Outstanding Mikawachi works, old and new, are displayed under one roof
Here visitors can appreciate both Mikawachi's history and modern Mikawachi Ware, with an exhibition room showing pieces from every era from the 17th to the mid 20th centuries, alongside a space devoted to the present-day pottery studios. As well as the jars, platters and vases one would expect, there are fragments from the era of pre-porcelaneous pottery, Edo period (1603- 1868) tea ware and hand-crafted ornaments, and very unusual works decorated with overglaze enamels not found elsewhere.
There is also an area for visitors to try painting on pottery, and openwork.
Address | 343 Mikawachi Honmachi, Sasebo City, Nagasaki prefecture.
Tel | 0956-30-8080
Opening hours | 9:00 - 17:00
Closed | Dec 29th -Jan 3rd
Admission | Free.
Items are displayed from the founding of Mikawachi Ware, through the era of the official kilns, to the late 19th and early 20th centuries
In the modern exhibit room one can see items from each pottery studio
The large parking lot enables visitors to leave their cars here while they explore the town

Sasebo Museum of the History of the Vessel
From the pre-Mikawachi Ware era to the acquisition of tools
The world's oldest earthenware, featuring a "bean applique design," is estimated to be 12,000 - 13,000 years old, and was excavated here in the Sasebo City area. This museum shows the progression from early earthenware to the era of glazed pottery, to the age of porcelain vessels. Valuable pottery fragments give visitors a picture of Mikawachi ware history before porcelain production began.
The exhibition also explains this region's unique production processes using tools from previous eras, a model climbing kiln, and visual images.
Address | 289-1 Mikawachi Honmachi, Sasebo City, Nagasaki prefecture.
Tel | 0956-30-6565
Opening hours | 9:00 - 17:00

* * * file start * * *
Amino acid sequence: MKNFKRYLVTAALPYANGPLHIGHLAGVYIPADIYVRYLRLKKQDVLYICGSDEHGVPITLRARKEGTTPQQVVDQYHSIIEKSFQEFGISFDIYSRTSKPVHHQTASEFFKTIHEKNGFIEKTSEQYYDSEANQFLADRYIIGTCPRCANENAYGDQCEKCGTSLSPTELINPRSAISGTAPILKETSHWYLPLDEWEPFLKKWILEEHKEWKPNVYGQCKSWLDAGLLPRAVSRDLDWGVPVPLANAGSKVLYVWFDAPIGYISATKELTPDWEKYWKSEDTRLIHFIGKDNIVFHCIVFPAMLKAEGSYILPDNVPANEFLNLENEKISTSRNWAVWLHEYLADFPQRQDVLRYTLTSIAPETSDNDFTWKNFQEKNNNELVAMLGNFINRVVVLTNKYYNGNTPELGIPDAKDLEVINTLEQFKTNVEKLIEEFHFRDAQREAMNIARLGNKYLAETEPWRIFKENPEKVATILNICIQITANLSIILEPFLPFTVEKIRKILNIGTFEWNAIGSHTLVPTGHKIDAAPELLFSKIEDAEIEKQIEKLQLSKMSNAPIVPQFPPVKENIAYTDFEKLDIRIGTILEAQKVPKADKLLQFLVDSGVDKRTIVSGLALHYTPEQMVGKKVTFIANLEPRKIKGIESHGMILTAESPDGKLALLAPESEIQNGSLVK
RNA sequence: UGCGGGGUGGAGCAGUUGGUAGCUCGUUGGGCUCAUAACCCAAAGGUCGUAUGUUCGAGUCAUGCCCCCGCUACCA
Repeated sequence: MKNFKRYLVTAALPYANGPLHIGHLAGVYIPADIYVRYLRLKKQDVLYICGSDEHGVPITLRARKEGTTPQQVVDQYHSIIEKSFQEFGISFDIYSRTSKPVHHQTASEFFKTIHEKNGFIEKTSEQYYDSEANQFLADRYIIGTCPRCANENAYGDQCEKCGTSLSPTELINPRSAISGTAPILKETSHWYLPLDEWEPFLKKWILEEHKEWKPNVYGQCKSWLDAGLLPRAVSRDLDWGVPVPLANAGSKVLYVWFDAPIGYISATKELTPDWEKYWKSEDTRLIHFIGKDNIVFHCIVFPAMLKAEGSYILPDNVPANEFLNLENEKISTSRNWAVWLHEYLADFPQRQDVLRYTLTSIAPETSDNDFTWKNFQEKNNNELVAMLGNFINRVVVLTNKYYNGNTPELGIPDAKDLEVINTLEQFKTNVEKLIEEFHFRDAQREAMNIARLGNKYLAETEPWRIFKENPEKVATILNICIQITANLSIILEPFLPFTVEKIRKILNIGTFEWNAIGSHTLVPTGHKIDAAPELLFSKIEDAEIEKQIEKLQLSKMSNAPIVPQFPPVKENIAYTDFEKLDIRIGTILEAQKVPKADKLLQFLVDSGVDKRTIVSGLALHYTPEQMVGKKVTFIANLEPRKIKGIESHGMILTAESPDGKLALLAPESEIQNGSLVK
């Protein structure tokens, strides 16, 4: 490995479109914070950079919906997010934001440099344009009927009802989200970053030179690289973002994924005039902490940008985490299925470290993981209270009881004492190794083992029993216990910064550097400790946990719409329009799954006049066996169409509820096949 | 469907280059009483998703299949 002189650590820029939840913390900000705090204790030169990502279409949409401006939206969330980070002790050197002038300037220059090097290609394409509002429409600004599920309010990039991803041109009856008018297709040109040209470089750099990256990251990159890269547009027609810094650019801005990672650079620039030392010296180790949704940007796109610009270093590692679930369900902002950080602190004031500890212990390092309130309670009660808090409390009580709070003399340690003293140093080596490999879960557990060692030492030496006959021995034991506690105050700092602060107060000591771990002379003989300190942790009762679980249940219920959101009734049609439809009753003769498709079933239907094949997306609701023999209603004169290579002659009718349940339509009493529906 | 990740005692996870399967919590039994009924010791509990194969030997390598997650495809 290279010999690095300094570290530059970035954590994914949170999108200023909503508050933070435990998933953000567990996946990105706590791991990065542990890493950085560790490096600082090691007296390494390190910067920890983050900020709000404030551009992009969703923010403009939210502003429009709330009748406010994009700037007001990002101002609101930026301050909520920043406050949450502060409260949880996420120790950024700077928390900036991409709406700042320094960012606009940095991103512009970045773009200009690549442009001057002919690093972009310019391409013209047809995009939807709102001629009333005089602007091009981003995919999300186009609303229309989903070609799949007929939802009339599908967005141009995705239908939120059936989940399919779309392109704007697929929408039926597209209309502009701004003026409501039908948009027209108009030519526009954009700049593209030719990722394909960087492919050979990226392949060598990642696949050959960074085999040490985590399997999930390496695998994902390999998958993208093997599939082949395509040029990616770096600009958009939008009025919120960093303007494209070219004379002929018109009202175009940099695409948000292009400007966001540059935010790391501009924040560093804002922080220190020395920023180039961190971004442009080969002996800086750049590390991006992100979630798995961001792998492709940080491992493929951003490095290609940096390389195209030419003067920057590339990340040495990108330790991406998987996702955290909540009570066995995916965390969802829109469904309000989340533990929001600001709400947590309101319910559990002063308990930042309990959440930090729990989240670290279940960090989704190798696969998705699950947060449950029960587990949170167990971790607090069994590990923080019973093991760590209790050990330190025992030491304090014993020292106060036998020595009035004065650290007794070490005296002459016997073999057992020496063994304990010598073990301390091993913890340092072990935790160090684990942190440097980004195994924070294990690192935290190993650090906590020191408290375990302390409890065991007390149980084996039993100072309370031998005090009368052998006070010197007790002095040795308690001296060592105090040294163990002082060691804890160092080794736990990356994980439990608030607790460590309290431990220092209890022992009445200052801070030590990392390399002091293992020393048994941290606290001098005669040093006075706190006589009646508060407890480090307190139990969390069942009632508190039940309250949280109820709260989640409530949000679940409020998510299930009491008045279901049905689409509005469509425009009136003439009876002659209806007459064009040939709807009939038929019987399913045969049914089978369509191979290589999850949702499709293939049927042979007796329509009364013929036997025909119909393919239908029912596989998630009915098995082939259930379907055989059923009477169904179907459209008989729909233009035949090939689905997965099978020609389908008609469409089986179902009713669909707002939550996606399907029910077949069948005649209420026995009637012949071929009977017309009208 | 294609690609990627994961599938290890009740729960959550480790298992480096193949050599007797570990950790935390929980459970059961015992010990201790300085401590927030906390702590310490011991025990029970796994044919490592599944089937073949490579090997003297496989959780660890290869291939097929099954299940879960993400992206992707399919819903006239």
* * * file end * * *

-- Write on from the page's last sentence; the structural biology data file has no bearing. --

Closed | New Year's Holiday
Admission | Free.
A very easy-to-follow display, with a chronology of Mikawachi Ware

Points of Interest
Mikawachi
At the time of the Japanese invasions of Korea at the end of the 16th century, one Korean potter, Kōrai Baba, married into the family of Nakazato Moemon from Karatsu in Saga prefecture, and founded a pottery-making workshop here at Nagahayama in Mikawachi in 1622. This marked the beginning of Mikawachi as a pottery-making region. The workshop went on to become the first daimyō-sponsored kiln, where Imamura Yajibē (Joen) produced the first porcelain. It has remained at the heart of the Mikawachi pottery making region ever since.






Kihara
In this region are very important ancient kiln sites like Yoshi-no-Motogama and Yanagi-no-Motogama, built by potters who moved from Karatsu between 1596 and 1644. These illustrate the initial phase of Mikawachi Ware, when pottery making shifted from iron-painted stoneware to porcelain.
Enaga
In 1643 administrative branch offices for the pottery were set up here at Enaga and at Kihara. At that time the potters made porcelain for export; they later expanded to produce hakeme bowls (with decorative brushstrokes) for the domestic market, and general-use porcelain.